The Department of Chemistry offers a wide range of courses that are necessary for the understanding of the various engineering disciplines. All first-year engineering students enroll in General Chemistry (a general quantitative and descriptive overview of chemistry) and General Chemistry Laboratory (chemical preparation and analysis, data recording, report writing and safety). Students majoring in chemical or general engineering also take Physical Principles of Chemistry (a quantitative treatment of chemical thermodynamics, electrochemistry and kinetic theory) during their first year.

Sophomore and junior level courses required for chemical engineering majors can also be taken as electives by those wishing to further their knowledge in the areas of analytical chemistry, organic chemistry, and physical chemistry.

In addition, advanced elective courses in biochemistry, inorganic chemistry, and computational chemistry are available which are suitable for students interested in bioengineering, chemistry, materials engineering, nanotechnology, or pre-medical studies. Research at the undergraduate and master’s levels can be conducted under the supervision of the chemistry faculty. Interested students should meet with the department faculty to discuss possible research areas.

The Department operates laboratories in general chemistry, organic chemistry, instrumental analysis, organometallic chemistry, and computational chemistry for instruction and research projects.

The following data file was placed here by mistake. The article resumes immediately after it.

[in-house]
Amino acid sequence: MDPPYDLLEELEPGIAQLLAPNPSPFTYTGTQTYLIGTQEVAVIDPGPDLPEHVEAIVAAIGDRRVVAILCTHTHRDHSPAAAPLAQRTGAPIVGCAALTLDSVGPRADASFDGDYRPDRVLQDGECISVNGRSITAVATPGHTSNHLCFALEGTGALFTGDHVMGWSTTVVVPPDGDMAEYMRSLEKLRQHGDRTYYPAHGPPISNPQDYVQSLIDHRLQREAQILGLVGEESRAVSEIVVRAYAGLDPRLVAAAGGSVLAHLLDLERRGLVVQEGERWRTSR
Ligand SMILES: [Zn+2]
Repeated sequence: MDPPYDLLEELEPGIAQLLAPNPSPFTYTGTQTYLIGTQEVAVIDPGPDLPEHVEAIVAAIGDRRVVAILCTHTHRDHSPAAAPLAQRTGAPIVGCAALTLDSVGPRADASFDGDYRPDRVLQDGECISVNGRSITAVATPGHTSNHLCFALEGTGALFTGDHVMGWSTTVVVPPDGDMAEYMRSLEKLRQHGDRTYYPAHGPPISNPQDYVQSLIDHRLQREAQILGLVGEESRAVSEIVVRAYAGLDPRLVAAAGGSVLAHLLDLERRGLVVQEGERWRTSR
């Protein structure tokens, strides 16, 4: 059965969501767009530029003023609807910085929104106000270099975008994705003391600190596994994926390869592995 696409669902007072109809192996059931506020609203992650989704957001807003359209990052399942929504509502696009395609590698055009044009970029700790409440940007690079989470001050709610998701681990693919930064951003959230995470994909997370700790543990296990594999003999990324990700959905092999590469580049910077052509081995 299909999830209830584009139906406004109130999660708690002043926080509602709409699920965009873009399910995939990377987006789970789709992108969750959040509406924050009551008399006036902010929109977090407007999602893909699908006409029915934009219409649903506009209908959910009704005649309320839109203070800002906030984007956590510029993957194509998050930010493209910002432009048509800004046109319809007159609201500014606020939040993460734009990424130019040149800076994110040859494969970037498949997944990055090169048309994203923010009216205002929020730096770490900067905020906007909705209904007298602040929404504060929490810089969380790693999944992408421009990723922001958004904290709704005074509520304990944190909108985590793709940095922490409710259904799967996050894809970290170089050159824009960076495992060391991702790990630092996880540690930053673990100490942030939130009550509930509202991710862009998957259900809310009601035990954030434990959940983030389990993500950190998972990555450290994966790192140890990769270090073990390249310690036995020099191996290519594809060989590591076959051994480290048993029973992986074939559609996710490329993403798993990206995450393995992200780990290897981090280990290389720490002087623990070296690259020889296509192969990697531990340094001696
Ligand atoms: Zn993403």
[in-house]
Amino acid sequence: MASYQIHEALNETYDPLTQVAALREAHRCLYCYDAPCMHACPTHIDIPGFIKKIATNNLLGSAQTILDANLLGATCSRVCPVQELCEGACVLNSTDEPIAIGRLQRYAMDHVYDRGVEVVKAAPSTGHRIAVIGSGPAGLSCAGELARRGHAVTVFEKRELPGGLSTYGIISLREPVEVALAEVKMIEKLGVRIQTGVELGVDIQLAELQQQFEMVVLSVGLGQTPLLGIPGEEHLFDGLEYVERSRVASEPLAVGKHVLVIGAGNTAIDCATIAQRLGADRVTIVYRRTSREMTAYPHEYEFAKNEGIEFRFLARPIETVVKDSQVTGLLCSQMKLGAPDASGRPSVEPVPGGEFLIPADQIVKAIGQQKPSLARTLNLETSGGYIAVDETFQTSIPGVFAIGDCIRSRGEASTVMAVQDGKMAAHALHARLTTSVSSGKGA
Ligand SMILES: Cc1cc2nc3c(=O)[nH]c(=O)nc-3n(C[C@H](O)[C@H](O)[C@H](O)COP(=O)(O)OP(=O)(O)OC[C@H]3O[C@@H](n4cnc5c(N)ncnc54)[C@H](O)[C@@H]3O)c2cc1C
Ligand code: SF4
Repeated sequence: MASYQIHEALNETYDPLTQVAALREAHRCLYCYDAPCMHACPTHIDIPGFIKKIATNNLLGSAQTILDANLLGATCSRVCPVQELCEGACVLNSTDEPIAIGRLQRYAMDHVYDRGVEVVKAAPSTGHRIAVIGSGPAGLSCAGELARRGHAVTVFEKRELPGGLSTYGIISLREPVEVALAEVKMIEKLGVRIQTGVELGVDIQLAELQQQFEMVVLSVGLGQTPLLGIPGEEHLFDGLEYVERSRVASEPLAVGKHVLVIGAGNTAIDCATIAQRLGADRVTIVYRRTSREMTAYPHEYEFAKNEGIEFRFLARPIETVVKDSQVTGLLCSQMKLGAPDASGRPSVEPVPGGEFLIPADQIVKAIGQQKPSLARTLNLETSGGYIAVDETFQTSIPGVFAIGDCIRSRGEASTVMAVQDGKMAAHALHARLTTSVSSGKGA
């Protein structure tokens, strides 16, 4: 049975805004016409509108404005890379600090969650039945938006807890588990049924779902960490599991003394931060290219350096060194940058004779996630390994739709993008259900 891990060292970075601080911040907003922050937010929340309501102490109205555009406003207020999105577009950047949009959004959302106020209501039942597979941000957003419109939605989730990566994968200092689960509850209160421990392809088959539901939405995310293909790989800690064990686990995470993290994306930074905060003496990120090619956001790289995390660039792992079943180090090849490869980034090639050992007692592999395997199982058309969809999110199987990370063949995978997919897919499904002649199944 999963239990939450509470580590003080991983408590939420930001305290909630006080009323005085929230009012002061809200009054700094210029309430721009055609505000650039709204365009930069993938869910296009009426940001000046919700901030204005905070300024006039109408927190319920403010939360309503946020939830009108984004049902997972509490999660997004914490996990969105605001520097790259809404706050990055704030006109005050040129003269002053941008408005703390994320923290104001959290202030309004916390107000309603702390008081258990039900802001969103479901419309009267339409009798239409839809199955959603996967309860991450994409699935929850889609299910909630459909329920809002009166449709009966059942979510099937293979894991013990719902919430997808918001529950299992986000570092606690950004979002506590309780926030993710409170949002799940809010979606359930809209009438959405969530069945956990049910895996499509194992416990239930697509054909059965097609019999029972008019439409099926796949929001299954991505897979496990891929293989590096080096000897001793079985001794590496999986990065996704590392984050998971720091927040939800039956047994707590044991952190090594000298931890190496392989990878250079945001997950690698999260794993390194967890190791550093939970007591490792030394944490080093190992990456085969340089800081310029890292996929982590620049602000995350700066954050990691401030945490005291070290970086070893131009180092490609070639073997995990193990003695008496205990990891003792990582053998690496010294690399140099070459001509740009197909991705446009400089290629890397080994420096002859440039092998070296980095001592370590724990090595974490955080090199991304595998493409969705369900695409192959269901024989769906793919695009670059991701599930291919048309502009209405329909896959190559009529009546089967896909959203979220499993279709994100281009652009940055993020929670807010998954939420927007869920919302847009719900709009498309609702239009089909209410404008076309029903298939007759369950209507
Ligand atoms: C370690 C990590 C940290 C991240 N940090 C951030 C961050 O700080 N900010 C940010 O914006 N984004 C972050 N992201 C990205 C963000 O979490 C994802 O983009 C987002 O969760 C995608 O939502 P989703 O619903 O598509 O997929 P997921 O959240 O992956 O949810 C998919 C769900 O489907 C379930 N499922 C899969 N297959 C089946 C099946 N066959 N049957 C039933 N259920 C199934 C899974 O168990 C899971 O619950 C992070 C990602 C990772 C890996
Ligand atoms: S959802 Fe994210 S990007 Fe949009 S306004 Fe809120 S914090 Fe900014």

Chemistry Facilities include:

  • Rm. 402 - Chemistry Research Laboratory
  • Rm. 404 - Freshmen Chemistry Laboratory
  • Rm. 406 - Organic Chemistry Laboratory
  • Rm. 407 - Instrumental Analysis Laboratory
  • Rm. 722 - Computational Chemistry Laboratory
  • Founded by inventor, industrialist and philanthropist Peter Cooper in 1859, The Cooper Union for the Advancement of Science and Art offers education in art, architecture and engineering, as well as courses in the humanities and social sciences.

  • “My feelings, my desires, my hopes, embrace humanity throughout the world,” Peter Cooper proclaimed in a speech in 1853. He looked forward to a time when, “knowledge shall cover the earth as waters cover the great deep.”

  • From its beginnings, Cooper Union was a unique institution, dedicated to founder Peter Cooper's proposition that education is the key not only to personal prosperity but to civic virtue and harmony.

  • Peter Cooper wanted his graduates to acquire the technical mastery and entrepreneurial skills, enrich their intellects and spark their creativity, and develop a sense of social justice that would translate into action.